Iowa women's golf wraps up a tough season


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Finishing last at the Big Ten Championships was a disappointing end to a tough season for the Iowa women's golf team.

But the Hawkeyes know what they need to improve, and they are ready to move on.

"I feel like a broken record, but the short game is what separates the best from everyone else," junior Chelsea Harris said. "If we all improve our up and down percentages and shave off a few putts per round, we'll be very successful next year."

This season's poor execution in the short game kept the Hawkeyes from producing scorecards in which everyone played well. Without a strong performance from each golfer, the team's overall score wasn't up to its potential.

When Harris and senior Lauren Forbes posted solid scores at the Edwin Watts Classic in Kiawah Island, S.C., the rest of Iowa's scores were uncharacteristically high.

Again, at the Anteater Invitational in March, sophomore Kristi Cardwell finished in an impressive 11th place overall while the rest of the team fell far behind.

"There were a lot of tournaments where one or two people had a good tournament," senior Laura Cilek said, "But we didn't have any tournaments where everyone played well at the same time."

The Hawkeyes lacked the consistency to post strong team scores, and this was especially damaging against the elite competition at the Big Ten championships in Glencoe, Ill.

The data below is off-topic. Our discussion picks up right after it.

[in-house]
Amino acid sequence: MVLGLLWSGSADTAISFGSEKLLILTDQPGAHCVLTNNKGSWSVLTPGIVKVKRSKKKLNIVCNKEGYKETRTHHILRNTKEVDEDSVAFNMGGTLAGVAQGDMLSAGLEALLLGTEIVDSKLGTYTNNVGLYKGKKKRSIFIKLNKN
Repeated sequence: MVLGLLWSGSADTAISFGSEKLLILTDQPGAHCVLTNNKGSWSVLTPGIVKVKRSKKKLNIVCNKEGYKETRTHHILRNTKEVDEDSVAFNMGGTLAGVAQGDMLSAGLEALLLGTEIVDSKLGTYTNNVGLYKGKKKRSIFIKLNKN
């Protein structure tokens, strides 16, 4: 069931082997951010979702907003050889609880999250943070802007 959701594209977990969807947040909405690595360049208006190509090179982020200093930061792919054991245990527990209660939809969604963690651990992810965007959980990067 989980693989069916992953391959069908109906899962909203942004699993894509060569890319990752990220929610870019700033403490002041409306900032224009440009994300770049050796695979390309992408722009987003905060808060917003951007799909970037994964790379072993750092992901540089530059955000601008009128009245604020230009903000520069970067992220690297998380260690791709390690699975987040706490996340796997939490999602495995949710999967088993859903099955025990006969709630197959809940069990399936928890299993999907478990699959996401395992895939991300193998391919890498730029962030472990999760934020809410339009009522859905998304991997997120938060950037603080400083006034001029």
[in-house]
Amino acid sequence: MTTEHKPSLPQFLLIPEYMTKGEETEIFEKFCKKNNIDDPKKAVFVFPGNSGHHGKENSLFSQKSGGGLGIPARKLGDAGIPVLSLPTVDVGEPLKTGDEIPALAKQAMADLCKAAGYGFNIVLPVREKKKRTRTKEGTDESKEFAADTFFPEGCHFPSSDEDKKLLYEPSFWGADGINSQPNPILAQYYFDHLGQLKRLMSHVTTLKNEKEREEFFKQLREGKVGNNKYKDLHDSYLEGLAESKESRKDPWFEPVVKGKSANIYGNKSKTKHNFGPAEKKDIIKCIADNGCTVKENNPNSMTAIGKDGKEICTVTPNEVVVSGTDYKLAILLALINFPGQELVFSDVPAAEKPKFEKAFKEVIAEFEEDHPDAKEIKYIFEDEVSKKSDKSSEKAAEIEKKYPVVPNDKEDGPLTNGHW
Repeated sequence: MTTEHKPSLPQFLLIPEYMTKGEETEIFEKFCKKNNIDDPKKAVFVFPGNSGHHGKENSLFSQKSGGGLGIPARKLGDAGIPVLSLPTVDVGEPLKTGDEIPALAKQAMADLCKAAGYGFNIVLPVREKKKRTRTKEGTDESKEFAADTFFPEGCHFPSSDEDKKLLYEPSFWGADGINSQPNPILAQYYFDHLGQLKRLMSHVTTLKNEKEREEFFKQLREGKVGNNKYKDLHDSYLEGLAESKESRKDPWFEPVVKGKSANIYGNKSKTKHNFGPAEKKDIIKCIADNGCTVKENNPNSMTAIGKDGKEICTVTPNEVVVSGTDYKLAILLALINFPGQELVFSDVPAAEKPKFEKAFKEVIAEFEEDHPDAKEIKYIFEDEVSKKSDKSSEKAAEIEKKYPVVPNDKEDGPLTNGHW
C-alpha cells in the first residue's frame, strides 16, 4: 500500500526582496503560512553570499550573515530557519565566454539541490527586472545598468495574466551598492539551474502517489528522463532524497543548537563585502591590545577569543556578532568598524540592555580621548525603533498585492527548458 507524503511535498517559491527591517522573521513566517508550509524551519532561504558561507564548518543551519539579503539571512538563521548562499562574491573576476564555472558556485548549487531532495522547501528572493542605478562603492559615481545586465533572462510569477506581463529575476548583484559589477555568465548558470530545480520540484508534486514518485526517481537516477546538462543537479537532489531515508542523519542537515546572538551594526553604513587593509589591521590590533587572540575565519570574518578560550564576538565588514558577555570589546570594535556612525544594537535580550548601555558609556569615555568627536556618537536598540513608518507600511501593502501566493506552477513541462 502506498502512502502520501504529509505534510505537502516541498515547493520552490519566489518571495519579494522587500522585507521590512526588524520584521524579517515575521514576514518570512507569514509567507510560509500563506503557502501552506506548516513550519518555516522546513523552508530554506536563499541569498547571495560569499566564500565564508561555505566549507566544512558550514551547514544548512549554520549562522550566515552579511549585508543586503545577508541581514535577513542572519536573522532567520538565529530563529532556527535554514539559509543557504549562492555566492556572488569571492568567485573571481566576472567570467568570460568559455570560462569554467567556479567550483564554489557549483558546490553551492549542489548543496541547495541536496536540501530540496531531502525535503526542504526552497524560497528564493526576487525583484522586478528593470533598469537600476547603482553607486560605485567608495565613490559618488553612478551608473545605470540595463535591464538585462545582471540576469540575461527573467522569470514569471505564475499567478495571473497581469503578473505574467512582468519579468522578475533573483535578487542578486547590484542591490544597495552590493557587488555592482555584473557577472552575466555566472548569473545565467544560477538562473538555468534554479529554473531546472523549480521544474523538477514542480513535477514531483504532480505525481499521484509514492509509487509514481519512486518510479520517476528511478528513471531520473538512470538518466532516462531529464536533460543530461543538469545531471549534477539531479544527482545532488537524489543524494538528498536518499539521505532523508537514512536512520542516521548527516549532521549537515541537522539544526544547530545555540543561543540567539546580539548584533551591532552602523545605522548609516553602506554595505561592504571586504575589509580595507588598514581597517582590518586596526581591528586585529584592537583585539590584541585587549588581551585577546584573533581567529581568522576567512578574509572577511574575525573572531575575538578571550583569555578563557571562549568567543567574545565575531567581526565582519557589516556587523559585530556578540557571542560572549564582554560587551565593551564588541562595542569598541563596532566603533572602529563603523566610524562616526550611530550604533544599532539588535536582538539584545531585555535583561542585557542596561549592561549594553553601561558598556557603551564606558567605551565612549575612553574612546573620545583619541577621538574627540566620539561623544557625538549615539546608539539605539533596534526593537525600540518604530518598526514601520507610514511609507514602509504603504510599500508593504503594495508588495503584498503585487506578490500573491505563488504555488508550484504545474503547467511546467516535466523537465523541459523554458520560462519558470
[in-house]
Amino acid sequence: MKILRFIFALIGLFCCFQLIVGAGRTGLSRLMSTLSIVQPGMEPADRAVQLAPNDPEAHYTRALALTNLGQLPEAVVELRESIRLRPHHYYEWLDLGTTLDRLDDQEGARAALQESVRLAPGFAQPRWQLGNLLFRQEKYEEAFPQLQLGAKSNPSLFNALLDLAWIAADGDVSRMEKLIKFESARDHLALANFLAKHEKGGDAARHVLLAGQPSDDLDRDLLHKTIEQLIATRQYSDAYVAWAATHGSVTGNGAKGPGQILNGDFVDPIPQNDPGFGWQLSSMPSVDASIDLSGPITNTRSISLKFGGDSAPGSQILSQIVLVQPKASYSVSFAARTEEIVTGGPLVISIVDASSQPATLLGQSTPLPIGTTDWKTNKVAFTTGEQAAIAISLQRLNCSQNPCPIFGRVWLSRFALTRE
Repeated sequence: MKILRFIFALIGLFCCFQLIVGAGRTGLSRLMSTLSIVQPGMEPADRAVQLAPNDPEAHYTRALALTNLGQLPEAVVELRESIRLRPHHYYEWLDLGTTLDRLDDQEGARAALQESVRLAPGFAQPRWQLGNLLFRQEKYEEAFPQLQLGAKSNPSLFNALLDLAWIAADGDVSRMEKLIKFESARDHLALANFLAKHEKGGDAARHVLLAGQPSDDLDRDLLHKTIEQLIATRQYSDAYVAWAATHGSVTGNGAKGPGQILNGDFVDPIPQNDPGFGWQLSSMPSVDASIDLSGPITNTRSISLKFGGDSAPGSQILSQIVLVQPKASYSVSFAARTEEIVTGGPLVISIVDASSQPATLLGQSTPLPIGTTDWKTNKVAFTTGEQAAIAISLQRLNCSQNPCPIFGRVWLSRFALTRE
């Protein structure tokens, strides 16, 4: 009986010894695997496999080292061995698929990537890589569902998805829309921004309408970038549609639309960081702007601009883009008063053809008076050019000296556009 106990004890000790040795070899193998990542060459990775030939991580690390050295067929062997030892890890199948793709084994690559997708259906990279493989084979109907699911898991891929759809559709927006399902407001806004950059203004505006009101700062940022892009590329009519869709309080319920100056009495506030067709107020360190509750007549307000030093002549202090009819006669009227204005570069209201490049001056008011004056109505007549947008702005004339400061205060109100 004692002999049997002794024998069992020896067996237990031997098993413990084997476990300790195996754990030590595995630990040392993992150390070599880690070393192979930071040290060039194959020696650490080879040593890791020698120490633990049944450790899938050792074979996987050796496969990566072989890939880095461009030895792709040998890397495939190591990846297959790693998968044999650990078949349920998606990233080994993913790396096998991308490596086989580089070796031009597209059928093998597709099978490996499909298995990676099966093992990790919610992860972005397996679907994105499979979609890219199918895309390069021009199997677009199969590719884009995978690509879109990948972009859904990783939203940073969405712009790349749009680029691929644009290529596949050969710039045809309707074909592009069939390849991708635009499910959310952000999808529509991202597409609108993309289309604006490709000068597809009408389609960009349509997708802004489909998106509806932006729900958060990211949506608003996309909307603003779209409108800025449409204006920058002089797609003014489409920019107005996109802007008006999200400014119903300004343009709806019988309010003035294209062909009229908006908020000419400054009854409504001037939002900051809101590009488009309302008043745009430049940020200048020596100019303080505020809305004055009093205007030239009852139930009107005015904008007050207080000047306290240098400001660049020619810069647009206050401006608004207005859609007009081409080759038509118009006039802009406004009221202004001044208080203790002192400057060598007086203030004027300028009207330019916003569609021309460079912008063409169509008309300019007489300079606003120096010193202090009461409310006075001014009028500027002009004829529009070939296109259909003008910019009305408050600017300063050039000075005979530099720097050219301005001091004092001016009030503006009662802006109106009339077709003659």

Big Ten women's golf is a challenging, competitive field with five teams ranked in Golfweek's top 50. Two of those five, Purdue (No. 4) and Michigan State (No. 19) are ranked in the top 20.

"It was very tough competition, but I believe that we are right there with them," Cardwell said. "We have the chances to be nationally ranked once we all get it together at the same time."

Two aspects that have remained constant despite the team's inconsistency this season were a positive group attitude and a strong work ethic.

"There were a lot of times we could have gotten really down on ourselves," Cilek said. "But nobody gave up. Everybody did her best to find out what needed to be fixed and made sure she put the effort in to improve before the next tournament."

After a poor performance at the Lady Northern Invitational in the fall season, Cardwell went to work on her short game and turned out the second- and third-best rounds in school history at the 2010 Challenge at Onion Creek.

In addition to the team's positive attitude and dedication, Cardwell was another asset for Iowa as the team's leading scorer. The Hawkeyes could always count on a solid performance from her.

She was Iowa's low scorer in five of this year's 10 tournaments.

"Kristi had a good spring season," Harris said. "And we could always rely on her to keep a good attitude and put up some good numbers."

The Hawkeyes are taking the positives from this season, working on their short game in the off-season, and expecting to compete in the fall as one of the Big Ten's strongest teams.

"This year was a learning experience," Harris said. "We know our weaknesses and what we need to improve, both on and off the course. Everyone needs to have strong work ethic and build up her confidence, and then we'll have a lot of fun next season."

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